To many in the geospatial world, any mention of INSPIRE may likely elicit groans of frustration, or, at the very least, questions about whether it’s still “a thing”. To those of us that work in data, metadata, and standards, it’s not just “a thing”, but is widely recognised as an “extremely worthwhile thing”. In our esoteric little corner of the internet, we were therefore pleased to see that the Open Data Institute (ODI) has released its review of the INSPIRE Regulations 2009.
The report assesses whether INSPIRE (or should it be the UK Government implementation of INSPIRE?) achieved the technical and policy objectives of creating a national Spatial Data Infrastructure (SDI) and improving the quality and availability of data for environmental policymaking.
Is INSPIRE a success?
We’ll be surprised if anyone will argue against the report’s findings. The report’s authors state, “INSPIRE made relevant data more easily accessible, particularly for non-expert audiences. By providing an interface that did not require technical geospatial expertise and specialist software, INSPIRE made data far more widely accessible.”
From a technical perspective, the initial phase of publishing specific datasets via standardised endpoints and with standardised metadata mostly worked.
However, the second phase of publishing data to standardised schemas was too complicated and time-consuming. It didn’t even get off the ground. As the authors note, “Very few public bodies adopted data specifications, which had been envisaged as a way to achieve interoperability and reusability.”
We also don’t think anyone would argue about the lack of support and engagement in the process. The winding up of the UK Location Program in 2012 and the decreasing political and financial support for data.gov.uk mean that it has become increasingly difficult to find good documentation or help if things go wrong.
The report concludes that technically, the UK INSPIRE implementation was a success, despite itself, as it “drastically accelerated desirable data-publishing behaviours around the findability of data… [and] removed any debate about which metadata standard to use.”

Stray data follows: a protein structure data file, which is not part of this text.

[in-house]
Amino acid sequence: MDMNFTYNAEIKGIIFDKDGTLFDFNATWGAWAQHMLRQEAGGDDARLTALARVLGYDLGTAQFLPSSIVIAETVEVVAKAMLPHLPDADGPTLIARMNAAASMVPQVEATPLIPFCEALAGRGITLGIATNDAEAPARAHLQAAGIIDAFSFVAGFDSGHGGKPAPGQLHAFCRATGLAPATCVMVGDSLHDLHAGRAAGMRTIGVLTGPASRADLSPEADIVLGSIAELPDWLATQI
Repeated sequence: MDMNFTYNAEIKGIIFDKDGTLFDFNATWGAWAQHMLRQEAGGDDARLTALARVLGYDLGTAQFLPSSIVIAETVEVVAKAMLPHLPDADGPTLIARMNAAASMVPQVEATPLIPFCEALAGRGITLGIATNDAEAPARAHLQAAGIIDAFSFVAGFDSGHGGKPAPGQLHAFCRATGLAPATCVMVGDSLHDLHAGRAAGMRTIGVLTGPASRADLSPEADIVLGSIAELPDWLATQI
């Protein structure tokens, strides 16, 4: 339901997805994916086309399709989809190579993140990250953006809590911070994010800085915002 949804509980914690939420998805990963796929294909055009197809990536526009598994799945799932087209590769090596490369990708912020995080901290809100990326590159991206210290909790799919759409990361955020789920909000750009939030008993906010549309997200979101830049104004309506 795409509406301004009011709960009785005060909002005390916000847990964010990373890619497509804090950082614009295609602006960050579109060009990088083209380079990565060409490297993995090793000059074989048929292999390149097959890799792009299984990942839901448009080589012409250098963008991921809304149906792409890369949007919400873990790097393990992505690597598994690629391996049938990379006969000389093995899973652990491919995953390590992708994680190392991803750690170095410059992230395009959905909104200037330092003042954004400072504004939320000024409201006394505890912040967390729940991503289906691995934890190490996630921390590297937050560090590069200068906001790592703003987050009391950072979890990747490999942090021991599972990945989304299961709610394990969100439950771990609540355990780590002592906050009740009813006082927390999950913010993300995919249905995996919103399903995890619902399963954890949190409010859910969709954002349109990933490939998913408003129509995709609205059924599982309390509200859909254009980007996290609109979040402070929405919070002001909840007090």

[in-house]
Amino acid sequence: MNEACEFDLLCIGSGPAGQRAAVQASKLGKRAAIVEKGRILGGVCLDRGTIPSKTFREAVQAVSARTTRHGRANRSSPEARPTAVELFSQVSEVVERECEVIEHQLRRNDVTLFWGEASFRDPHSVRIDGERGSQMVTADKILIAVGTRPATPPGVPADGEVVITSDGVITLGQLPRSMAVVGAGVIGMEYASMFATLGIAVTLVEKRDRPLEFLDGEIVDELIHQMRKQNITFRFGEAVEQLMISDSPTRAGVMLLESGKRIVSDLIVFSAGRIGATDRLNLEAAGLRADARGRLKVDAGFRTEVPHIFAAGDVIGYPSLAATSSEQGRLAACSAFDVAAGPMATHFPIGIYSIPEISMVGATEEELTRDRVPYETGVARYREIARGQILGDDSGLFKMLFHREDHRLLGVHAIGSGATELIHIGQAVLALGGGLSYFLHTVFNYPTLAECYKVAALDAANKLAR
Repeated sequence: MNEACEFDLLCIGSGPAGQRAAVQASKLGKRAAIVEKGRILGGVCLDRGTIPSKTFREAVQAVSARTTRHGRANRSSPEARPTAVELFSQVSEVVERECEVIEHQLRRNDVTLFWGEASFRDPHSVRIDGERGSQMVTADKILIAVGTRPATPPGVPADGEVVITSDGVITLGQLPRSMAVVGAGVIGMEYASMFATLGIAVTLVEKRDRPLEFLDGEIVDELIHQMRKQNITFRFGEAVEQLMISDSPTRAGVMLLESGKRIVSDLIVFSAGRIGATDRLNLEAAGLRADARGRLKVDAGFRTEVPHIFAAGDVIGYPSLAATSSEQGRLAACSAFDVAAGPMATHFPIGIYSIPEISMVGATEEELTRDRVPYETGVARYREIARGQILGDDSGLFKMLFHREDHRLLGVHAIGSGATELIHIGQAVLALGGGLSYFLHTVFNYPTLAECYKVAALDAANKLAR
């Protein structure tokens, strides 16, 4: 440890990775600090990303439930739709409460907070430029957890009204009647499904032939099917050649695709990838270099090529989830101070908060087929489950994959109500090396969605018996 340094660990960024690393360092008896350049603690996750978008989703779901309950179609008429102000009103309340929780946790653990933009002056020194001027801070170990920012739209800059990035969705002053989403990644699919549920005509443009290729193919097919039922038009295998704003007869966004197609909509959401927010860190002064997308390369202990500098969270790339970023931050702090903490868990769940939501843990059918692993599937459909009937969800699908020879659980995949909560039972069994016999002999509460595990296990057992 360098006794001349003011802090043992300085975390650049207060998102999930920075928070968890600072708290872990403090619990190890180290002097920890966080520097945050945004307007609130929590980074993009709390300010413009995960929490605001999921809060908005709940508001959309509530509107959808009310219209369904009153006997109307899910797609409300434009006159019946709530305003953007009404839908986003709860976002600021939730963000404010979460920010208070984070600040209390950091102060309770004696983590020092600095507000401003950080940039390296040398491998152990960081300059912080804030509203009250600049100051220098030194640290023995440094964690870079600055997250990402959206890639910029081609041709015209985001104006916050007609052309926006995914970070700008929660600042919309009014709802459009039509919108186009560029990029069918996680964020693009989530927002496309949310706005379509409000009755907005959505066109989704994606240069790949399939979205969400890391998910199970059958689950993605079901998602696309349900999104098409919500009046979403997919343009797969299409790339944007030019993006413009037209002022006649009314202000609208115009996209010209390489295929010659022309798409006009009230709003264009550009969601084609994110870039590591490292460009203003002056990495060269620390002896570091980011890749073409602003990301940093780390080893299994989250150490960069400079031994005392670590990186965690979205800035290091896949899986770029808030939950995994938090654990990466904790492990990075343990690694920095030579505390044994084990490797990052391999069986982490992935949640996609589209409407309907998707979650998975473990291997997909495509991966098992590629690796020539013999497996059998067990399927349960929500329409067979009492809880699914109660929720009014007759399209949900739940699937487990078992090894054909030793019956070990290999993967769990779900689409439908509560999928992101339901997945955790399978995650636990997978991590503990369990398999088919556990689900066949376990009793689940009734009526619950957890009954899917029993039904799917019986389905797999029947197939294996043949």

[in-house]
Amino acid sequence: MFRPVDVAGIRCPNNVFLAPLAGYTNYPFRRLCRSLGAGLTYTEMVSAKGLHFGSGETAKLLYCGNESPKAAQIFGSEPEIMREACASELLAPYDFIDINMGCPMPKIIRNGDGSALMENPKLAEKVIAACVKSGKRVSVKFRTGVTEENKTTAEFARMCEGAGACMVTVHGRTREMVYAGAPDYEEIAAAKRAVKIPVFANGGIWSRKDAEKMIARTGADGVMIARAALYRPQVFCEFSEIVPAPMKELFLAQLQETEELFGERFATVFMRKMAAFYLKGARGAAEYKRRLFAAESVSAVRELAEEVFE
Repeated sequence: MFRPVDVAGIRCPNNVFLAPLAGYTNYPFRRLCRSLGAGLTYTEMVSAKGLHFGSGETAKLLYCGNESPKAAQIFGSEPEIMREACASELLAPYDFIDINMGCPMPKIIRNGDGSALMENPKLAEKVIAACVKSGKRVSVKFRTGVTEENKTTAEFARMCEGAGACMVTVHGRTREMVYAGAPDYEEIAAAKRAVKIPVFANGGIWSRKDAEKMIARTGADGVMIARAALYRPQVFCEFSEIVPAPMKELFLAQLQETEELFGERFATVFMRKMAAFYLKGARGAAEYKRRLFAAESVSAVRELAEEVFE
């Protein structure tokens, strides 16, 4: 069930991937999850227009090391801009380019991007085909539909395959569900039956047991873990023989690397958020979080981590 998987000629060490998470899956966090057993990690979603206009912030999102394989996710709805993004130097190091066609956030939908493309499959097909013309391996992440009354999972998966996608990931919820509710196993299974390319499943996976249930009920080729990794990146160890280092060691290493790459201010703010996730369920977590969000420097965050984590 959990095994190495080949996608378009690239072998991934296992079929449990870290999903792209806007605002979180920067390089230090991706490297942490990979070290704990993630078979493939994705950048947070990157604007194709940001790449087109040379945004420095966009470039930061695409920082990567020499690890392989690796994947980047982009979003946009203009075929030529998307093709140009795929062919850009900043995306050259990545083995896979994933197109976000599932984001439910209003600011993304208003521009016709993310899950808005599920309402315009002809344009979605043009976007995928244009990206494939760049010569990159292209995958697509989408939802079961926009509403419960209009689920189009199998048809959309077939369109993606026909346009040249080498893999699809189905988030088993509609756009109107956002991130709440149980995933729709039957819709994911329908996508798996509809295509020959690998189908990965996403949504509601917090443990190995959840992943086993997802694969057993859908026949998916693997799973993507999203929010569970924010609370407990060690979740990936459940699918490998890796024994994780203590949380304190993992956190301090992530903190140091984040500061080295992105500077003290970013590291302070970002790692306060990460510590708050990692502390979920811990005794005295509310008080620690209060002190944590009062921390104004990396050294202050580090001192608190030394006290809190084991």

Going back to basics
The picture around its success in achieving policy objectives is not so clear, and to be honest, of less importance to those of us working at the coal face. The authors admit that they had to focus on public sector stakeholders due to time constraints, and it’s clear that the main thrust of the report is on benefits at the policy level and not for the actual creators and users of the data.
At Astun, we do want to focus on the actual creators and users of the data. Providing better tools, support, and guidance will make their job easier and improve the flow of data upwards to the policymakers. We have always gone back to the basics with INSPIRE, rather than discussing it in lofty terms of policies and legislation. INSPIRE is about making sure you can get to the correct data, in a standardised format, quickly and efficiently.
Jo Cook, our Data Discoverability Lead, comments, “Floods and other natural disasters do not care about county boundaries. Nor do they care whether your data is in a shape file or tab file or if you know who to ask to get hold of the data in the first place. Consequently, our focus at Astun has been on the practical benefits of good data-sharing practices rather than meeting the legal requirements.
“Furthermore, we’ve always felt that going through the INSPIRE process gave people a better understanding of how (and where) data was produced within their organisations and helped make that workflow more efficient.”
The impact of search engines
As for today, the report acknowledges that things have progressed somewhat. The way people search for data has changed dramatically over the last decade. The report continues “People tend to use search engines rather than a central metadata repository to find data… [and] INSPIRE data published through DGU is not as ‘findable’ relative to data with SEO-optimised metadata.”
This has been a central tenet of Astun’s work in Data Discoverability for several years now. Our approach has paid off as the Scottish Spatial Data Infrastructure (SSDI) portal, managed by our team on behalf of the Scottish Government, is commended for demonstrating that “combining considerations of SEO with INSPIRE standards can make INSPIRE data easily findable, and help its value to be realised.”
We’ve baked SEO into our implementation of the UK GEMINI metadata standard, so your data will be as Findable, Accessible, Interoperable, and Reusable (FAIR) as possible.
“Traditional” standards for sharing data have also progressed in the intervening years, with a more modern and developer-friendly API-based approach gaining popularity over the established data-sharing standards mandated as part of INSPIRE. The good news is that you don’t need to expend additional resources maintaining extra infrastructure to be both compliant and in with the cool kids. Metadata Catalogs such as GeoNetwork, which the Astun Data Discoverability solution is based on, provide both types of endpoints by default.
The future of INSPIRE
INSPIRE’s future as the basis for a national SDI is unclear. The report goes a long way towards highlighting the benefits and making recommendations for the approach, but it will need government buy-in to go ahead. In the meantime, we’ll focus on the benefits of standards-compliant, FAIR approaches to data sharing, and keep working with the data creators and users to make the whole process as easy as possible.
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The ODI report was researched and produced by the Open Data Institute (ODI) in collaboration with Defra and published in July 2023. Its lead author was David Warrell, with supporting contributions from Rachel Wilson and Lisa Allen. You can access the full report on the ODI website.